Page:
Is the removal of quotas responsible for the increase in EU milk production in 2015?

The plight of milk producers supplying the dairy cooperative Arla in Denmark and Sweden was the lead article in my Danish newspaper yesterday morning. Interviews with a number of farmers supplying Arla highlighted their loss-making situation at current milk prices. The journalist writing the story highlighted that a number of factors were responsible for the current low milk prices: the Russian import ban on EU dairy products, lower import demand in China but also increased production in the EU which he attributed to the removal of milk quotas in April of this year.
That EU milk production has increased is clear, as shown in the figure below.

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Greenhouse gas emission targets and Irish agriculture

Ireland faces a huge challenge in reducing its greenhouse gas emissions in the coming years. Taoiseach (Irish Prime Minister) Enda Kenny got into hot water last week for apparently saying one thing in his official speech to the Paris COP21 climate conference and another thing in unscripted remarks to journalists afterwards. Much of the subsequent controversy during the week revolved around the Irish government’s attitude to agricultural emissions and whether it was seeking special favours for the Irish agricultural sector in the current negotiations on setting national emissions targets for the period to 2030 in the framework of the EU’s 2030 Climate and Energy Package.

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The EU has finally agreed to eliminate export subsidies…three cheers!

As long as I have been commenting on the CAP, its most criticized feature has been its use of export subsidies, also called export refunds. In the late 1980s and early 1990s, the EU was spending €10 billion a year on export subsidies, almost one-third of the CAP budget, in order to allow traders to get rid of the EU’s growing export surpluses by paying the difference between the EU’s high internal prices and lower world market prices.
Export subsidies allowed EU exporters to grab market share in import markets from competing exporters, put downward pressure on the level of world market prices, and competed unfairly with local producers in many developing countries.

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Gainers and losers from the CAP budget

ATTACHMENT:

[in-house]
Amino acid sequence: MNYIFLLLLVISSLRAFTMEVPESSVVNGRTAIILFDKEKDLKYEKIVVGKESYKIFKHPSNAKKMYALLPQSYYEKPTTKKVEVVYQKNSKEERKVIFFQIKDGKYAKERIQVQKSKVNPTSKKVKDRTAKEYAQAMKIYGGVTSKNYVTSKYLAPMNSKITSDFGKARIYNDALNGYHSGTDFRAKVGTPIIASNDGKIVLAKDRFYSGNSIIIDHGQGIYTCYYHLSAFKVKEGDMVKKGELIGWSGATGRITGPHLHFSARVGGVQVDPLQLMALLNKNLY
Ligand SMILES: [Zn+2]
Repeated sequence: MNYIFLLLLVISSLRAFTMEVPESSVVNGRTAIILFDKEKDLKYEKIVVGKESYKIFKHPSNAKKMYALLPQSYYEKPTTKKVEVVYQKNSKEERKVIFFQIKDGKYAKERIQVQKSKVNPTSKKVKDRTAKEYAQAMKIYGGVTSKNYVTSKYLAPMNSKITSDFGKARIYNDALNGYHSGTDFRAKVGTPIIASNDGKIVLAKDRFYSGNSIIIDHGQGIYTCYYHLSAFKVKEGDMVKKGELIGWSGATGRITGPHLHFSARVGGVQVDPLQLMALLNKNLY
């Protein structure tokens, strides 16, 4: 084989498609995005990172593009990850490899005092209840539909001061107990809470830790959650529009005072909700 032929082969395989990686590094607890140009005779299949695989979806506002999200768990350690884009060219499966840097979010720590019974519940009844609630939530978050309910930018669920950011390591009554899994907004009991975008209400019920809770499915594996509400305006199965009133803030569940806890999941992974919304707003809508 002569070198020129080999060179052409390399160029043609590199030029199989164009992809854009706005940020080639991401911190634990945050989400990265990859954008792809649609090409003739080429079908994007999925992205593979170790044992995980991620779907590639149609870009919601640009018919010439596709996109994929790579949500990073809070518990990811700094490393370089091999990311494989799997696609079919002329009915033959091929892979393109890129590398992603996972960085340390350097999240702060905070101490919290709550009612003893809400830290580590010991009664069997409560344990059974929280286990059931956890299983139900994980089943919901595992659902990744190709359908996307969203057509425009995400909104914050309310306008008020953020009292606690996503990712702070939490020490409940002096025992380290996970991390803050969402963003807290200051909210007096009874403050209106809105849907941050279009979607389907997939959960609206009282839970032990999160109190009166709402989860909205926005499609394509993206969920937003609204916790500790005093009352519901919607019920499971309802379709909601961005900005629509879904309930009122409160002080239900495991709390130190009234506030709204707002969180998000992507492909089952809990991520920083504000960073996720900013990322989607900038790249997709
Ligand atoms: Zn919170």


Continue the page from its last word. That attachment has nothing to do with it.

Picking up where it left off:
In thinking about the prospects for a future CAP reform, one of the relevant factors is the political economy of member states’ negotiating positions, which in turn is heavily influenced by their net position as a contributor to or a beneficiary from CAP expenditure. Countries are more likely to defend a high level of CAP expenditure if they are likely to benefit from it. The net transfers arising from the CAP budget are thus an important predictor of a country’s stance on CAP reform.
These net transfer positions are not routinely published, although DG Budget provides the raw data in its annual calculation of the ‘operating budgetary balances’ of member states.

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Will there be a CAP reform in 2017?

On Friday last, I took part in a panel discussion at the Centre for European Policy Studies in Brussels on the theme “Will there be a mid-term review in 2017? And, if so, what should it do?” My contribution focused on the timing and procedural issues which will influence the prospect of a substantive early review of the CAP basic acts. Other speakers on the panel (Allan Buckwell from IEEP, Rolf Moehler formerly of DG AGRI and Paolo de Castro MEP from the Socialists and Democrats Group in the European Parliament) addressed what the contents of such a review might or should be.

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The CAP and biodiversity

Two weeks ago I gave a talk at a biodiversity conference organised by Teagasc, the Irish Agriculture and Food Development Authority. The proceedings of this conference can be downloaded here. The title for my talk was ‘Could European agricultural policy do more to promote biodiversity?‘ In today’s edition of the Irish Farming Independent I have a short article which summarizes the talk. I reproduce the article below and also the presentation accompanying the talk.